A document acquired by this site has given revised details on the remaining flights of the Space Shuttle, with changes to the target launch dates and confirmation that Atlantis will be the first Orbiter to be retired in 2008.
Running through to 2009 – to give the STS (Space Transportation System) program a buffer zone to the targeted retirement in 2010 – the October 19th Flight Assignment Working Group (FAWG) Planning Manifest 05D-12 points to four flights in 2006.
Discovery’s Return to Flight 3 mission STS-121 has been forwarded to earlier in the re-start of Shuttle operations to May 3, 2006, with Atlantis on her STS-300 stand-by rescue mission – if required – for June 15. This mission is at the mercy of testing and re-engineering work on External Tanks ET-119 and ET-120 – both currently at the Michoud Assembly Facility (MAF) in New Orleans.
Atlantis’ primary launch processing is for STS-115, which is now due to launch on July 1. Atlantis’ launch will see the re-start to ISS (International Space Station) assembly missions, adding the P3/P4 Truss to the outpost.
The youngest Orbiter in the fleet, Endeavour, joins the fleet in active flight operations on October 1 on STS-116, carrying SpaceHab and the P5 ISS element. This will be the first Shuttle mission to incorporate SSPTS (Station/Shuttle Power Transfer System) capability, allowing for flight duration to last 15 days.
A fourth mission is planned for 2006, with Atlantis once again in action on STS-117 with a target launch date of December 7. Atlantis will be carrying the S3/S4 ISS element.
On the manifest is six 2007 missions, starting with Endeavour on March 15 on STS-118, and ending with Atlantis on STS-124 on November 29. Atlantis’ 14th of June STS-120 will mark the completion of the US Core of the ISS.
2008 sees another six launches, starting and ending with Endeavour’s STS-125 on February 7 – ending with her STS-130 mission on December 4. This year will also mark the retirement of Atlantis. OV-104 would have been due for her Orbiter Major Maintenance (OMM) period in 2008, thus deciding her own retirement automatically, given the two years it takes to re-fit the Orbiters – a pointless exercise given the 2010 retirement target.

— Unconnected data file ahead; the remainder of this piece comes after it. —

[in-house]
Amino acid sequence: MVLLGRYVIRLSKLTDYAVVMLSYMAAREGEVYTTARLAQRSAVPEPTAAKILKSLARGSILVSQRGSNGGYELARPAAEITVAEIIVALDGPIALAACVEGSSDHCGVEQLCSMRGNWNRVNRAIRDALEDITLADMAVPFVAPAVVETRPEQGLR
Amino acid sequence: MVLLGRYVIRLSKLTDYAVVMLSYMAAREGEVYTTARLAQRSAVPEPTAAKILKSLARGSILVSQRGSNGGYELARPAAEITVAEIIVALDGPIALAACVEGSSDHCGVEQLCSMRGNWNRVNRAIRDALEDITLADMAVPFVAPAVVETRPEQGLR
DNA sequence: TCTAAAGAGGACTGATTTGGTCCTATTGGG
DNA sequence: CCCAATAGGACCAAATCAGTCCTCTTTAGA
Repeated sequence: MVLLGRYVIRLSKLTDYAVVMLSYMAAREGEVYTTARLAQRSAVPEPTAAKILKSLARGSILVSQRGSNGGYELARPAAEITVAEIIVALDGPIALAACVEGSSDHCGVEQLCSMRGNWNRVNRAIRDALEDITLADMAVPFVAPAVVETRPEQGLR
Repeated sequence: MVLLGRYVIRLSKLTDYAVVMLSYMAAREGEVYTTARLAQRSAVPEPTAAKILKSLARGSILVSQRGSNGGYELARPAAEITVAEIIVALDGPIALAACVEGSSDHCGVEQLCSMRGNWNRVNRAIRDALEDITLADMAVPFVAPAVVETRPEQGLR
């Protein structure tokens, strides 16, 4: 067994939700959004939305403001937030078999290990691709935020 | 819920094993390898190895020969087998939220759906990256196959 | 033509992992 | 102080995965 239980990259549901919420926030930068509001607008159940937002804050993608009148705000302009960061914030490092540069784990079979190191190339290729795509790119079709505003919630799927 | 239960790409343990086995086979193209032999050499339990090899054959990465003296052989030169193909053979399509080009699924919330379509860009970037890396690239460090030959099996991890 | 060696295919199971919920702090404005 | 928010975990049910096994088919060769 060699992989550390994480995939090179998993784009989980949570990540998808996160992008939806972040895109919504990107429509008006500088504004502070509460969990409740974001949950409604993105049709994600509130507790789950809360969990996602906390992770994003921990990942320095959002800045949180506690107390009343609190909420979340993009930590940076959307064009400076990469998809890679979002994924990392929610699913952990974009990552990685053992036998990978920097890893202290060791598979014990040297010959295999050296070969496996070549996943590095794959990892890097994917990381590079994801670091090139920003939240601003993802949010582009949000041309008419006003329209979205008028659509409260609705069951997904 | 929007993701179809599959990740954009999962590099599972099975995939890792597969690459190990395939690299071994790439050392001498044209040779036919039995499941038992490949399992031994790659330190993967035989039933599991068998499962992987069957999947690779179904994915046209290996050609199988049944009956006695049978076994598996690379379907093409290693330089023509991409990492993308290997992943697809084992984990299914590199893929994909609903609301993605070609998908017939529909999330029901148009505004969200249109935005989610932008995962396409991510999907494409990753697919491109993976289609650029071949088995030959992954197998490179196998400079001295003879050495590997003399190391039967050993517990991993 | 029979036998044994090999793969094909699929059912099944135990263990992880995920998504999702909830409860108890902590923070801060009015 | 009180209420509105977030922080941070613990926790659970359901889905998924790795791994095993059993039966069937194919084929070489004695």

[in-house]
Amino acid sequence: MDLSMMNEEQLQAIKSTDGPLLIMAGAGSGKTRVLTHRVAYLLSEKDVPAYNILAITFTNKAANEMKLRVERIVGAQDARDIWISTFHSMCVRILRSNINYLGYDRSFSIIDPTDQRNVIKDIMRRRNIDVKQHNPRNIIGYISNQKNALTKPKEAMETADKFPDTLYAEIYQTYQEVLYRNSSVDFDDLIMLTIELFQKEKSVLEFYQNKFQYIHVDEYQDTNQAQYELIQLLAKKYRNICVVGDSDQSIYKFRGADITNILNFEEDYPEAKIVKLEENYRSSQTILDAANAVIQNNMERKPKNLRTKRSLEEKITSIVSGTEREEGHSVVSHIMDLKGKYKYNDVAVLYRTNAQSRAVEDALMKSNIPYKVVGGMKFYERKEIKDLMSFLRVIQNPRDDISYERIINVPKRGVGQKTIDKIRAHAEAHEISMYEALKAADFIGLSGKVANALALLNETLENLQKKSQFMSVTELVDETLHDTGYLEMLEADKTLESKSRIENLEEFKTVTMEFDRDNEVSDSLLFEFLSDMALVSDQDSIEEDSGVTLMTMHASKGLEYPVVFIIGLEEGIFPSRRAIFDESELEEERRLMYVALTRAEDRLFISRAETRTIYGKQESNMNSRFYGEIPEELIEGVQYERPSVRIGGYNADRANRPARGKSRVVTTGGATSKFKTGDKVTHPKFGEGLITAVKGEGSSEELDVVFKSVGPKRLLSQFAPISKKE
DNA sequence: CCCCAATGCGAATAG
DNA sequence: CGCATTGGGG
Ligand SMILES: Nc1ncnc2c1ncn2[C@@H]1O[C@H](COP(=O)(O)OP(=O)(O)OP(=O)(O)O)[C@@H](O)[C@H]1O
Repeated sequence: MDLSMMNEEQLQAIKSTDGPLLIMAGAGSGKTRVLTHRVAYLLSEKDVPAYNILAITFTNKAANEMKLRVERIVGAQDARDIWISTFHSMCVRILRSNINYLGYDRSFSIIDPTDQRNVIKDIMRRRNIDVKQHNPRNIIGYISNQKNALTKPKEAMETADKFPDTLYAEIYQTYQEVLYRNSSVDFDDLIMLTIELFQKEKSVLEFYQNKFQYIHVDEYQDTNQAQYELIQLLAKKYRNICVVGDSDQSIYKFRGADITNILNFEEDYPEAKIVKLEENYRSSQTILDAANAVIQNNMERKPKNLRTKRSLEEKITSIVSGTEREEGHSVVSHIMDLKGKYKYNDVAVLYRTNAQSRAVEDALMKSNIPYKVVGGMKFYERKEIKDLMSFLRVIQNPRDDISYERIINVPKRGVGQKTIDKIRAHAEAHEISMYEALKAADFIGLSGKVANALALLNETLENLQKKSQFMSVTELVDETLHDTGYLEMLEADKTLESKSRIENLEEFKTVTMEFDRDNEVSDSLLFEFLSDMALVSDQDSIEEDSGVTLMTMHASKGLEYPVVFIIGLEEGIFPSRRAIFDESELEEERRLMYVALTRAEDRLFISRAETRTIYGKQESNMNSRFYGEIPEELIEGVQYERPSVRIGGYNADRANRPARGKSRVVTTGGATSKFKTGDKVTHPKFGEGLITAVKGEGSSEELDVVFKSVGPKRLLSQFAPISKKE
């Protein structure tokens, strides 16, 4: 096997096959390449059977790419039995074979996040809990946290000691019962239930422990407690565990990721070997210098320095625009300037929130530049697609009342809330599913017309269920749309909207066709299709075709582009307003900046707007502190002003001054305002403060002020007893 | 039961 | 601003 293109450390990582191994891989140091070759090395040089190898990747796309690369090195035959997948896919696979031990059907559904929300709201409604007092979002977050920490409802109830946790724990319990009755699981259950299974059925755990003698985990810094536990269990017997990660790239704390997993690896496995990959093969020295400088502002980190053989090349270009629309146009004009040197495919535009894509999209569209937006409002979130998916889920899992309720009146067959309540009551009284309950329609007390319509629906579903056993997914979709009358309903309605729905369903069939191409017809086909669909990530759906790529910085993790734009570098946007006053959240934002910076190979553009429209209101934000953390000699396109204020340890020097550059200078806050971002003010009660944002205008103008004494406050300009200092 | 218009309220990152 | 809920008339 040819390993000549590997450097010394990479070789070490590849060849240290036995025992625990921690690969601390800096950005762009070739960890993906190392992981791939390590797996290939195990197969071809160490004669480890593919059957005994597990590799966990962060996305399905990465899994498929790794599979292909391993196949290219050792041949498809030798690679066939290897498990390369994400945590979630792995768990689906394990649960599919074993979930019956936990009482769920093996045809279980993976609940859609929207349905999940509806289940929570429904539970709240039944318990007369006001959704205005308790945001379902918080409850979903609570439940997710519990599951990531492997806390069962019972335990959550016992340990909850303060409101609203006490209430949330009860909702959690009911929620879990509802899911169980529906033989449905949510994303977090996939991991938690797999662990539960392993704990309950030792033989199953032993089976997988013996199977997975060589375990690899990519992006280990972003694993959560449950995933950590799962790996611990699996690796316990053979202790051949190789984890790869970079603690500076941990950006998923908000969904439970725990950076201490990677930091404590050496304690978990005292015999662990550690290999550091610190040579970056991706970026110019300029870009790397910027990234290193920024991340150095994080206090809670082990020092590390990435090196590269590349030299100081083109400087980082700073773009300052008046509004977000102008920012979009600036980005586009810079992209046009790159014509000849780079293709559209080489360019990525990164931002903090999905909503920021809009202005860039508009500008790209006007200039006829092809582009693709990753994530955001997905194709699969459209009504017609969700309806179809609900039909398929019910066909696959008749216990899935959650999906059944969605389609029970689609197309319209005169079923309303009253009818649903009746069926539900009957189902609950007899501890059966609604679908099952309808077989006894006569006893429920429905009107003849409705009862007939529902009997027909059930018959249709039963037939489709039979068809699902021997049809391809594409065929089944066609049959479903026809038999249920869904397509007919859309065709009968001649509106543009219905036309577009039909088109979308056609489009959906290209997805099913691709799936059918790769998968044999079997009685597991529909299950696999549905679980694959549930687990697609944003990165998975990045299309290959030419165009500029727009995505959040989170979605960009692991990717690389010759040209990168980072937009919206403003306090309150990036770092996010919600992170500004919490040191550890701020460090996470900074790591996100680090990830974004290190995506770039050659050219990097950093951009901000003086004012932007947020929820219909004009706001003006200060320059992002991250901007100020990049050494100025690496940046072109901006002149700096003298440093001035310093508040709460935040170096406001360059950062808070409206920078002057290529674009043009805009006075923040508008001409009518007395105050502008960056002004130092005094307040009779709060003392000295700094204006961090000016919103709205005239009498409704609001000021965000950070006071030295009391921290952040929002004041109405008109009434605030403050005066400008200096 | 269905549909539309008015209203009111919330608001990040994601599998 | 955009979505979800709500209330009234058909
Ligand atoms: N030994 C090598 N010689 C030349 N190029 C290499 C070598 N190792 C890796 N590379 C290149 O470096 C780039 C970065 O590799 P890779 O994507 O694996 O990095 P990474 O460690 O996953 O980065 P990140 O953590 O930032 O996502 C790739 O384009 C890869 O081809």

Three missions follow STS-130, with Discovery launching on STS-131 (March 19), Endeavour on STS-132 (May 14), and the final ever Space Shuttle mission coming with Discovery’s STS-133 on August 20, 2009.
However, it needs to be stressed that all dates are flexible and open to changes, with the 2009 end date on the manifest more likely to give some breathing space should any delays during previous missions begin to accumulate over the years post STS-121.
Also worth noting is the current funding questions that have been raised of late.
NASA appears to have several options open to themselves, with a possibility of only flying missions that complete the US Core section of the ISS. That would bring the manifest down to eight flights, likely over the same time period to relax funding concerns.
What is expected to remain – although not listed on the manifest with a specific mission – is the Hubble Space Telescope servicing mission. That will not be part of the ISS assembly missions, given the different orbits of the ISS and Hubble. Sources note that mission will involve Endeavour, sometime in 2007/08.
Below is the list of launches noted on the latest manifest.
STS-121 â€“ Discovery â€“ May 3
[STS-300 â€“ Atlantis â€“ June 15]
STS-115 â€“ Atlantis â€“ July 1
STS-116 â€“ Endeavour â€“ October 1
STS-117 â€“ Atlantis â€“ December 7
STS-118 â€“ Endeavour â€“ March 15
STS-119 â€“ Discovery â€“ May 3
STS-120 â€“ Atlantis â€“ June 14
STS-122 â€“ Endeavour â€“ August 23
STS-123 â€“ Discovery â€“ October 11
STS-124 â€“ Atlantis â€“ November 29
STS-125 â€“ Endeavour â€“ February 7
STS-126 â€“ Discovery â€“ April 3
STS-127 â€“ Atlantis â€“ May 22
STS-128 â€“ Endeavour â€“ July 3
STS-129 â€“ Discovery â€“ October 2
STS-130 â€“ Endeavour â€“ December 4
STS-131 â€“ Discovery â€“ March 19
STS-132 â€“ Endeavour â€“ May 14
STS-133 â€“ Discovery â€“ August 20
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